[image via Copenhagenize]
Spring is here and the number of new cyclists is multiplying rapidly. It's fantastic to see so many people in Cambridge and Somerville going about their day on two wheels, as if this were entirely normal and natural - which of course it is. But with more bicycles on the roads, this is also the time of the year for complaints: motorists complaining about "scofflaw cyclists" and cyclists themselves complaining about "newbies."
While motorist hostility is nothing new or surprising, there is somewhat of a debate in the bicycle blog world as to whether it's right for cyclists themselves to criticise other cyclists' behaviour. On the one hand, when cyclists don't follow traffic laws and behave recklessly, they not only "make all of us look bad," but actually endanger us. The biggest example of this that I experience in Boston, is when I am intentionally riding toward the left of the bike lane in order to avoid the door zone, and a cyclist passes me on the right. I have also had cyclists nearly crash into me as a result of their running a red light: Ironically, those who do so tend to watch out for cars but not for other bicycles. Naturally, I find such actions disconcerting. I feel no common bond with those who jeopardise my safety - regardless of what mode of transportation they are using.
But when cyclists criticise other cyclists, I wonder about its overall effectiveness. Do the scofflaws feel shamed and curb their transgressive behaviour in response to the critical rants of law-abiding cyclists? Or is it more likely that they carry on just as before, and it's the timid, fledgling cyclists who are scared off from even trying to navigate such a treacherous landscape? This is what I was thinking while reading this post on BostonBiker this morning. While I actually agree with most of the points the author made, the tone just seemed so hostile. It also made me uneasy that the author criticised "new cyclists" - while themselves having only begun cycling this past winter. I have been cycling for over two years in Boston, including winters, and still consider myself to be fairly new at it. While I am safe, law-abiding and friendly, I am not perfect and sometimes make mistakes despite my best intentions. Is there a cyclist ranting about me on their blog because I neglected to signal a right turn last Thursday? A depressing thought.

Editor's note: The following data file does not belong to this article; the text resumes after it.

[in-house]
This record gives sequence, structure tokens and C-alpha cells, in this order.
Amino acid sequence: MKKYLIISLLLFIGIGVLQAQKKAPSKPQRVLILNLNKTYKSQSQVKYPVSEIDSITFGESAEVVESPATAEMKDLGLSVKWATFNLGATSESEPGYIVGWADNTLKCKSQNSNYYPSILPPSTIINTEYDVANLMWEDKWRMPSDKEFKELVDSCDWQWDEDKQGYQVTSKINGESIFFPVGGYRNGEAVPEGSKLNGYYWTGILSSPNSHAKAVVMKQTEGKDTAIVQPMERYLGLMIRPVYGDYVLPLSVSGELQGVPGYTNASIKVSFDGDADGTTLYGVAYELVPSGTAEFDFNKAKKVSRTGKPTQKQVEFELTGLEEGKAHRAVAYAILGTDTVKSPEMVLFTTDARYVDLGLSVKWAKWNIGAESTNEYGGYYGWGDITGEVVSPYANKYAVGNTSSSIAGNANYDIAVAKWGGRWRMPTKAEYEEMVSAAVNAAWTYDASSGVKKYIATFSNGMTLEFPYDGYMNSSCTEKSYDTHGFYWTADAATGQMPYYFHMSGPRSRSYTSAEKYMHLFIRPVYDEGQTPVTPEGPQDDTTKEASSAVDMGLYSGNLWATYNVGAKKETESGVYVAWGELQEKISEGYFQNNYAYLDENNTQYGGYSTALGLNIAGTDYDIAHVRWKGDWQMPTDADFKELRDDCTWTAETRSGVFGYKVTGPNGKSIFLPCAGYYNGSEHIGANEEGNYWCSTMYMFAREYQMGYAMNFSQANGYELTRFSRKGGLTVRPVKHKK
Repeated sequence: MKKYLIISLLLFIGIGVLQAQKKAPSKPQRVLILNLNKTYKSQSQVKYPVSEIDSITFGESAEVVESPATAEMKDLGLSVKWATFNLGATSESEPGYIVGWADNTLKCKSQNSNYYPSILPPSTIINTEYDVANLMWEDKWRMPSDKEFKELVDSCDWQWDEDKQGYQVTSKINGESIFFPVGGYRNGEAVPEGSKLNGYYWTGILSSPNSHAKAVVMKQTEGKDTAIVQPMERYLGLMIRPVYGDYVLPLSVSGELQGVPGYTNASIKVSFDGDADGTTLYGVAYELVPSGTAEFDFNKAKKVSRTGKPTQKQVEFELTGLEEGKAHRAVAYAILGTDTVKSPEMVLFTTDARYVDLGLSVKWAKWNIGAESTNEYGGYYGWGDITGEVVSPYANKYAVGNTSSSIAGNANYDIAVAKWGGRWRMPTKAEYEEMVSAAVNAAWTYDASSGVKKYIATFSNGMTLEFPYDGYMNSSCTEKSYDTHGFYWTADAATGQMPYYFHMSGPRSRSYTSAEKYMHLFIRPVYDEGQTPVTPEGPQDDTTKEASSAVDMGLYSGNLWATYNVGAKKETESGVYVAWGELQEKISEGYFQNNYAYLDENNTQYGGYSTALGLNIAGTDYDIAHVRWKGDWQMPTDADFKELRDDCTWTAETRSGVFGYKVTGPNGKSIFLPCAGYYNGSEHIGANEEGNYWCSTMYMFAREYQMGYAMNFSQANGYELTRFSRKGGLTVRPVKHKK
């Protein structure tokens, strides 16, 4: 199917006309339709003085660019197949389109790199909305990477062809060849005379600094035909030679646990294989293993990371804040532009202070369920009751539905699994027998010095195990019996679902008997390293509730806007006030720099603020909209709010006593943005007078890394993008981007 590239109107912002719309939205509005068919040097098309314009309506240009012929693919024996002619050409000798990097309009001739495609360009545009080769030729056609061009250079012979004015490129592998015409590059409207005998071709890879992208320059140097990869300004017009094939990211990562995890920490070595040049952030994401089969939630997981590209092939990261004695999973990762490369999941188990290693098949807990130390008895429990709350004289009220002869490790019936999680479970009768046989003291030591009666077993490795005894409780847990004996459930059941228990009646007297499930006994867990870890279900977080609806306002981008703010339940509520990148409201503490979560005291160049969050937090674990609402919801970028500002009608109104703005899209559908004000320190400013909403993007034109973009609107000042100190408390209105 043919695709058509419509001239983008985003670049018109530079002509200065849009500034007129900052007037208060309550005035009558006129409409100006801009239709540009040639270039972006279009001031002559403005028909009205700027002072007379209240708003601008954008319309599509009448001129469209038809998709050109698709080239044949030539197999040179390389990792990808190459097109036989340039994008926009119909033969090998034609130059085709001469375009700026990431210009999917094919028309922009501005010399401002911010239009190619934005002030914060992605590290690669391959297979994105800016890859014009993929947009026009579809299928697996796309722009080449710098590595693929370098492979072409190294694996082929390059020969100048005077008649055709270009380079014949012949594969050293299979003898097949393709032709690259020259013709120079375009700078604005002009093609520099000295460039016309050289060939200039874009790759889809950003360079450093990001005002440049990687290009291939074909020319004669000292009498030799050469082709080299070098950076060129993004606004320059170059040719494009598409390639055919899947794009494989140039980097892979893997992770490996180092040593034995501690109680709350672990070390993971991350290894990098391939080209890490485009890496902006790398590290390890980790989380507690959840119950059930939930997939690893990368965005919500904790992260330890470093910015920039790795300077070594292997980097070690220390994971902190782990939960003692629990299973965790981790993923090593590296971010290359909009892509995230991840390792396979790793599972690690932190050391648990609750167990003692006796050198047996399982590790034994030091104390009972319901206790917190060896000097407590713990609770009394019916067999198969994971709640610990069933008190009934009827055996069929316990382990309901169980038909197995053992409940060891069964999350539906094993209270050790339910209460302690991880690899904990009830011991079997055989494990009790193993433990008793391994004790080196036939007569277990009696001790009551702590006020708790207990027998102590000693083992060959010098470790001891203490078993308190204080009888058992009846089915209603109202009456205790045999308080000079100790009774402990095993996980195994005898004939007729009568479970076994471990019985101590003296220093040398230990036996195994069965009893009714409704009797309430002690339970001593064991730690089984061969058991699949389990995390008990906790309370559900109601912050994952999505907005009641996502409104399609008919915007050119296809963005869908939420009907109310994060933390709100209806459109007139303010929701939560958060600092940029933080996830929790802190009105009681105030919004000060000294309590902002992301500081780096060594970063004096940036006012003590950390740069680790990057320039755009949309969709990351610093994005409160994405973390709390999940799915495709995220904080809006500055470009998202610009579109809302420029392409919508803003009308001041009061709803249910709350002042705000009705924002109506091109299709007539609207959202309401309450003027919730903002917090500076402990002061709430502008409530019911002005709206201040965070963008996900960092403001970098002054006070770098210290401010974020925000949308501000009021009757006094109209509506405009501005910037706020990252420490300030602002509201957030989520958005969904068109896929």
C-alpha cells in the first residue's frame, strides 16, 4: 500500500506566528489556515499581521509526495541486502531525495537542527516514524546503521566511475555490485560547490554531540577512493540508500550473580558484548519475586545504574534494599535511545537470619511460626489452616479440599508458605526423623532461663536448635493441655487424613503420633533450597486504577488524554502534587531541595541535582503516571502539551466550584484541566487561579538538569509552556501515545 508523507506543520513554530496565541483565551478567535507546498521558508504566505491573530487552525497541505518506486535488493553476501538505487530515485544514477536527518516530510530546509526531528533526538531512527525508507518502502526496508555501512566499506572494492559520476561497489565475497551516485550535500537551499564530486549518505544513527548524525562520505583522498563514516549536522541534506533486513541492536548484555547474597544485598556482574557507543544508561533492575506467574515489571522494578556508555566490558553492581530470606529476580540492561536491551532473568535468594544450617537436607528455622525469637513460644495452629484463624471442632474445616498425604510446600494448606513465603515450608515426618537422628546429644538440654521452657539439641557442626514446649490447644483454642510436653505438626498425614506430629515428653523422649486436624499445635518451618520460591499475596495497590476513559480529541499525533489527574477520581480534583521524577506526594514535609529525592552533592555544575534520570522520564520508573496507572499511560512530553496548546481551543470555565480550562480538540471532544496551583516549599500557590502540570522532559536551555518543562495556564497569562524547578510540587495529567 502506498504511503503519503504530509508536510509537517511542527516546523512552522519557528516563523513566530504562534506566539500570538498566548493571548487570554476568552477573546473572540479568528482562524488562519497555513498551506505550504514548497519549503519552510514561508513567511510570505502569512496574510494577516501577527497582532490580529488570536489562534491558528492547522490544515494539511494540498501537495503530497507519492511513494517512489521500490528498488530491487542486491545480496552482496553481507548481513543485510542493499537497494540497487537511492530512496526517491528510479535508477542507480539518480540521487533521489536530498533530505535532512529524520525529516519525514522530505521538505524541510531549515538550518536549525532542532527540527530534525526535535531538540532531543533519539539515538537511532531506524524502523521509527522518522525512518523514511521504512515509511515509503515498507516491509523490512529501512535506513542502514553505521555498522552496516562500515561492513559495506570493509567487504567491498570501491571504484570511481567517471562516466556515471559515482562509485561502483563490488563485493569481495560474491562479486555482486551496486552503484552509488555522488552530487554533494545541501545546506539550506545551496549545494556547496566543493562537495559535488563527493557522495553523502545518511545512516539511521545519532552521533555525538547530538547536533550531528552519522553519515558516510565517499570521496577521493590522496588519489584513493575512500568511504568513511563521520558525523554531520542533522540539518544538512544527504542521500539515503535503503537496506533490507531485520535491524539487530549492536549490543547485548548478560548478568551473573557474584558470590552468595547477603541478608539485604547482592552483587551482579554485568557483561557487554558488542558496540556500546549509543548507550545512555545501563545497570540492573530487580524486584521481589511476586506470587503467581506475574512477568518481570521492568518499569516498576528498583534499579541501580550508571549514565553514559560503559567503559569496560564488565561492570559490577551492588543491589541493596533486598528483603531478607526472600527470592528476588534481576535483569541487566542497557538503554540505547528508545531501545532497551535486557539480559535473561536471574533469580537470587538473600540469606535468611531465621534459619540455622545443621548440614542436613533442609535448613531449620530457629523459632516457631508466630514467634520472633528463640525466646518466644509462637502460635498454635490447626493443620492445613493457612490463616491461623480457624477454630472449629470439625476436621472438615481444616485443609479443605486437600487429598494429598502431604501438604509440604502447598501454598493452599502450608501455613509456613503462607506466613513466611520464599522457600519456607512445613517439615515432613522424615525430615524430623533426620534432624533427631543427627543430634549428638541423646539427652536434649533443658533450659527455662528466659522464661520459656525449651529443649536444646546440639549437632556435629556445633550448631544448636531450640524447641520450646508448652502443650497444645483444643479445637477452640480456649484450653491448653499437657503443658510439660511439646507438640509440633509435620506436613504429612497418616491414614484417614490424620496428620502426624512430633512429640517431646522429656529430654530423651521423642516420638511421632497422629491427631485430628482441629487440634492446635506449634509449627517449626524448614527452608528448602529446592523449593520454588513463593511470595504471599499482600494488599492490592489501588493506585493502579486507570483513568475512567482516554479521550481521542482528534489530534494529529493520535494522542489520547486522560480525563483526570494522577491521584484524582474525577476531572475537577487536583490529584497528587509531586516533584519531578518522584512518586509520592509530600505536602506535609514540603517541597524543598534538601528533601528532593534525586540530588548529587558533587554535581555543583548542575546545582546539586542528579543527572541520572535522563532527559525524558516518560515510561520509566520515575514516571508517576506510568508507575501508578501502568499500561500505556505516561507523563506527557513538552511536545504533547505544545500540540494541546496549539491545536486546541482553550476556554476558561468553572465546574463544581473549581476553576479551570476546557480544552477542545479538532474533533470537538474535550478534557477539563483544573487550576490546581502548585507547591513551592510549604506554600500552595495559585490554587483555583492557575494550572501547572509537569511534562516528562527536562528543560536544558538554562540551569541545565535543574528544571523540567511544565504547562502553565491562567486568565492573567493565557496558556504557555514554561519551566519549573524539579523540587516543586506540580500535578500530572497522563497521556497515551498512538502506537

I would not go so far as to suggest that cyclists must not criticise other cyclists, as part of some Velocipedean Brotherhood Code of Honor. But there has to be a way to discuss these issues in a more constructive manner. Do you complain about other cyclists when you think they are behaving recklessly, or do you opt for a united front? Is there an approach that accomplishes both?